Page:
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Hydraulic Lift Removal Contractor

Hydraulic Lift Removal Contractor

A hydraulic lift removal contractor specializes in hoist removal projects, entailing excavation, soil contamination cleanup, and strict environmental compliance to prevent further soil and groundwater pollution from occurring. Prior to excavating, various permits and EPA waste profiles must be arranged. During fieldwork, excavation contractors, field geologists, hazardous waste handlers, and other environmental professionals carefully extract each hoist from the subsurface, in accordance with agency guidelines and modern geological standards. Afterward, the geologist collects soil samples and prepares a report to confirm the complete removal of hydraulic fluid contamination and clean backfill compaction. Updated September 29, 2022.

Hydraulic Lift Removal & Excavation by Geo Forward

Hydraulic Lift Removal & Excavation by Geo Forward

Why are Hydraulic Lifts an Environmental Issue?

Underground lift systems comprise a series of pipelines, manifolds, oil storage tanks, and hoists or pistons containing hydraulic fluid. As these systems operate over time, they become prone to leaks and spills. Similarly, significant releases of hydraulic fluid into the environment can occur with improper removal tactics. As a result, the underlying soil and groundwater aquifers are subject to contamination.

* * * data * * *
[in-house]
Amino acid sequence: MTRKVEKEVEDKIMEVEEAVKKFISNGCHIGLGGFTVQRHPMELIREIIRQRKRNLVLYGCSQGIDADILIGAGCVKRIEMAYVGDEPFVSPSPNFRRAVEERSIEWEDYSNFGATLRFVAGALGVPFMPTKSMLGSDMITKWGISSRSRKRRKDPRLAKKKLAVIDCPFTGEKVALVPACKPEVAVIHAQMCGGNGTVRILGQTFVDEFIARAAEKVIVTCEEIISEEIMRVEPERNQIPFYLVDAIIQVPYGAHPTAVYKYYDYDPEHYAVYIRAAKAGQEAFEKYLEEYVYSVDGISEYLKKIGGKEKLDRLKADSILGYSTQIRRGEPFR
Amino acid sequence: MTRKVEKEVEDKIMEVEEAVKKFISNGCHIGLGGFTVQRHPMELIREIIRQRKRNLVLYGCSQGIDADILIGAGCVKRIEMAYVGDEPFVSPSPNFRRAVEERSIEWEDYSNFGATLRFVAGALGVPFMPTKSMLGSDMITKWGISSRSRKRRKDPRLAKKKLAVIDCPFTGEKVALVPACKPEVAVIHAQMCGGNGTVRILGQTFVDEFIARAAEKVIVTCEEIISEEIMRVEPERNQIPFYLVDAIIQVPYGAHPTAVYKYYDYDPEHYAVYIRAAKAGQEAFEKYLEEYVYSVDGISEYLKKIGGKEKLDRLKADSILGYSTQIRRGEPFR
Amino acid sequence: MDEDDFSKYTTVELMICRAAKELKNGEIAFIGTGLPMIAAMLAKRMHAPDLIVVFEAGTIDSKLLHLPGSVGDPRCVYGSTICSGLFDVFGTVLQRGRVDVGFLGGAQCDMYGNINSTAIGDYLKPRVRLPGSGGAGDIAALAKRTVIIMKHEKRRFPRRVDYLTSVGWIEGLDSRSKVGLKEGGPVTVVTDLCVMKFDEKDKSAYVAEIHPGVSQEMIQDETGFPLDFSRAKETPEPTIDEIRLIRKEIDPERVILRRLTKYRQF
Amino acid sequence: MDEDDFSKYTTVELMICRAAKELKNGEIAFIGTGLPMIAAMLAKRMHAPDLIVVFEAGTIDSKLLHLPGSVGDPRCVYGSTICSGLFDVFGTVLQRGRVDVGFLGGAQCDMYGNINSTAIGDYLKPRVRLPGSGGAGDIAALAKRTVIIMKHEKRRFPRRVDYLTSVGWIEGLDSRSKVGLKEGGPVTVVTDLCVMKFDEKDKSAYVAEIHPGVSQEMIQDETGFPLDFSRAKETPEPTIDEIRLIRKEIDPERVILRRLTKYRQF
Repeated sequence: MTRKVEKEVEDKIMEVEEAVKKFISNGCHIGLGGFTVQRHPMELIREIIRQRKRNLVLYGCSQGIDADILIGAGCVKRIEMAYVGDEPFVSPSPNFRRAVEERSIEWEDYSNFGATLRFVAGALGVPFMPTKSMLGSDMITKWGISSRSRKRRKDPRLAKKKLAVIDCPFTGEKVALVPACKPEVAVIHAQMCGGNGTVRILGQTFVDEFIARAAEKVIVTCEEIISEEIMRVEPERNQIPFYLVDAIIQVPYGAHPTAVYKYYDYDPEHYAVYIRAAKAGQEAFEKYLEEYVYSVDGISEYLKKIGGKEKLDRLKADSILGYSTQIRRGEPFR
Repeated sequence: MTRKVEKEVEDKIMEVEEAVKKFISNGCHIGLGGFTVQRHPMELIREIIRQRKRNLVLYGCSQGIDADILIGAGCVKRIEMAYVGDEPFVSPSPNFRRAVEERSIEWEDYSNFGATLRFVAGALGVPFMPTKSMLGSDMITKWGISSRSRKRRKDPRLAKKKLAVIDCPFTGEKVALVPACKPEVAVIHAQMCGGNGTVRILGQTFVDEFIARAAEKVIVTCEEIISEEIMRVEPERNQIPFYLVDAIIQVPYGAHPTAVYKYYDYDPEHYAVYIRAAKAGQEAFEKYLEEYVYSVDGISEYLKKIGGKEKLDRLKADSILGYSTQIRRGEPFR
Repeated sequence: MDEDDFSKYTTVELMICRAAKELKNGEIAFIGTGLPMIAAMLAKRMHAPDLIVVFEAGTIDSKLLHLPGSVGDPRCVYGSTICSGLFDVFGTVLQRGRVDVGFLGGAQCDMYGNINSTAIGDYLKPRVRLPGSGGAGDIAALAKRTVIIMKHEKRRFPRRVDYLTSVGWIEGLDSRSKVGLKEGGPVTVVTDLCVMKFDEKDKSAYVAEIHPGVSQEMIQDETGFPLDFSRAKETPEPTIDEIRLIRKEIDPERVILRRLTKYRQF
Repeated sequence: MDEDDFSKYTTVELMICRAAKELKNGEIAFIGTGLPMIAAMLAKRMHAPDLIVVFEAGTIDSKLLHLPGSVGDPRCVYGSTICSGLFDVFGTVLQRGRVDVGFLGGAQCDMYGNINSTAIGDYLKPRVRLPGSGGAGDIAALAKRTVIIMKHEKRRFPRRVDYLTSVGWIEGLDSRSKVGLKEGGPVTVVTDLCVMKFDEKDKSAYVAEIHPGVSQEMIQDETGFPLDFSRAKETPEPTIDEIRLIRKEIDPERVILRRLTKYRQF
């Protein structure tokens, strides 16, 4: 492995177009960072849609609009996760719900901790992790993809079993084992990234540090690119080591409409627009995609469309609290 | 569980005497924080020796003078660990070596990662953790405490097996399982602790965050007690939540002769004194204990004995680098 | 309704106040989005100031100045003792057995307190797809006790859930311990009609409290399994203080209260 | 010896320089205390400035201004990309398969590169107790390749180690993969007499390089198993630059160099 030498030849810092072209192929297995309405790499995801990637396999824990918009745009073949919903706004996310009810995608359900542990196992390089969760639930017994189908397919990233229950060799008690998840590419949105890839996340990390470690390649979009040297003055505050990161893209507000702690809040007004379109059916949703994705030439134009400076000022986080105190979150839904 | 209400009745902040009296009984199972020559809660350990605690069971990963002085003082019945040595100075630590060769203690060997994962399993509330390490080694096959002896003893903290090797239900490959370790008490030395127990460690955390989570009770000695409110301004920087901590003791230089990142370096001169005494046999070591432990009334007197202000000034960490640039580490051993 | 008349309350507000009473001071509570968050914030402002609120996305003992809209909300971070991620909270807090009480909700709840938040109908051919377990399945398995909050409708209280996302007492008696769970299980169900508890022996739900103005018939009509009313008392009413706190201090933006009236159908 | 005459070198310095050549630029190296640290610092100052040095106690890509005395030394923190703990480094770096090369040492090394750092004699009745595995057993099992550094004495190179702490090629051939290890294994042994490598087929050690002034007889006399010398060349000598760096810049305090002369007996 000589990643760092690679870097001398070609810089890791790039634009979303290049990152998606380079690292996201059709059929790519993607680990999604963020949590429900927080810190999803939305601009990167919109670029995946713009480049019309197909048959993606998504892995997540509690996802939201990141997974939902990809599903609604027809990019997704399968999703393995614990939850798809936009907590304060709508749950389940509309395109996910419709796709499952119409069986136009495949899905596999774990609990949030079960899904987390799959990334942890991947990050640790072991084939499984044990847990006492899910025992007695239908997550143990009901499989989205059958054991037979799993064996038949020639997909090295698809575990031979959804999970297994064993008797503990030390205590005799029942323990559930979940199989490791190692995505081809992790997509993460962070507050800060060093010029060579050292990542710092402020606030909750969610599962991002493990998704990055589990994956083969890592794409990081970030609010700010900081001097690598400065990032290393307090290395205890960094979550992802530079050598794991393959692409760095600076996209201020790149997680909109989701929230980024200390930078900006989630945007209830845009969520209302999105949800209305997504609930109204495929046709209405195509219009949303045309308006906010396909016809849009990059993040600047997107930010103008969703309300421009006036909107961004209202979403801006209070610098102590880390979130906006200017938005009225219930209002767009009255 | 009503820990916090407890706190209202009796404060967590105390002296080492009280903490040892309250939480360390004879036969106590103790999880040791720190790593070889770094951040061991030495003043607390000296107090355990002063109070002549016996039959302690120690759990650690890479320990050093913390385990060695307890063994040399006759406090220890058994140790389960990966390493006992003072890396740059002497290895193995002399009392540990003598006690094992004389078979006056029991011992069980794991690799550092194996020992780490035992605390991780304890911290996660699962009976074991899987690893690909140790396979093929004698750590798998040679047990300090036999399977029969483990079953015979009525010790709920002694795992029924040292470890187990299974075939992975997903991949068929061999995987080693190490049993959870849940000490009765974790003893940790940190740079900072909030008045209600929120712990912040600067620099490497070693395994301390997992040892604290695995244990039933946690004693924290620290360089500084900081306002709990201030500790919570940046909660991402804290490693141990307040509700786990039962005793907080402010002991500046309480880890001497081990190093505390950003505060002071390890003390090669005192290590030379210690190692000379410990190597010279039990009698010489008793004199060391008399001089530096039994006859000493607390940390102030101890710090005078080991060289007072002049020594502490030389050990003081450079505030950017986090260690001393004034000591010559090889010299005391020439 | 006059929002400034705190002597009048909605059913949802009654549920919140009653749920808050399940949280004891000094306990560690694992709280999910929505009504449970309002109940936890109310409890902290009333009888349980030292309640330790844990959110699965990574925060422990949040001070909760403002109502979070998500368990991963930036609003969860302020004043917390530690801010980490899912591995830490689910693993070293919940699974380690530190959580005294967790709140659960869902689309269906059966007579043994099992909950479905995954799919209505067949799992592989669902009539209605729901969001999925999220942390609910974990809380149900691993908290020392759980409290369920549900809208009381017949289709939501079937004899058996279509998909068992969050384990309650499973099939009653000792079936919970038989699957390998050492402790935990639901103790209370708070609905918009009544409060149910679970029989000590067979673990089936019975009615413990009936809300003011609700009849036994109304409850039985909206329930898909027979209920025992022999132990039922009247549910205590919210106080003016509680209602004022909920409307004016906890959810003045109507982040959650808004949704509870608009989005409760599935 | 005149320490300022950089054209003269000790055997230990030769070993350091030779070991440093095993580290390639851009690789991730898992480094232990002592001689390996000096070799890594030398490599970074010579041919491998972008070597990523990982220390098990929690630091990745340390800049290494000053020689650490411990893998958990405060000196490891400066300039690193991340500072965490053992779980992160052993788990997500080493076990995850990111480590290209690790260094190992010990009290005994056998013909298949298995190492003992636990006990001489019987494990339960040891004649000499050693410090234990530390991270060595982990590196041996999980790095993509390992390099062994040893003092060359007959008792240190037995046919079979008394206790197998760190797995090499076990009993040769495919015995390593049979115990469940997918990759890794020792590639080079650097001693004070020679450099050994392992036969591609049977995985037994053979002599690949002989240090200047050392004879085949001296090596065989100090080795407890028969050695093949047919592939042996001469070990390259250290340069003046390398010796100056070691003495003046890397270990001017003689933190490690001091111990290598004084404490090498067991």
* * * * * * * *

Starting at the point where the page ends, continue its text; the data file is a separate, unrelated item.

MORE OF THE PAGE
Hydraulic Hoist Chemicals of Concern

Releases of hydraulic fluid into soil and groundwater are a concern with underground lift systems. And the primary chemicals of concern for hydraulic lift removal contractors are polychlorinated biphenyl (PCBs), oil-range total petroleum hydrocarbons (TPH-o), and various volatile organic compounds (VOCs) and semi-volatile organic compounds (SVOCs). The hydraulic lift removal process aims to extract the hoist itself, as well as remediate the contamination of soil.

Hydraulic Fluid Contamination

During a Phase 1 Environmental Site Assessment, an environmental professional determines whether an underground hydraulic lift system is a “recognized environmental condition.” This conclusion depends on the likelihood of a hydraulic fluid leak into the subsurface. For instance, older systems have higher chances of leaks due to corrosion and waring of seals or pipe connections. Depending on these results, the Phase 1 ESA recommendations may entail a Phase 2 Environmental Investigation and hydraulic lift removal.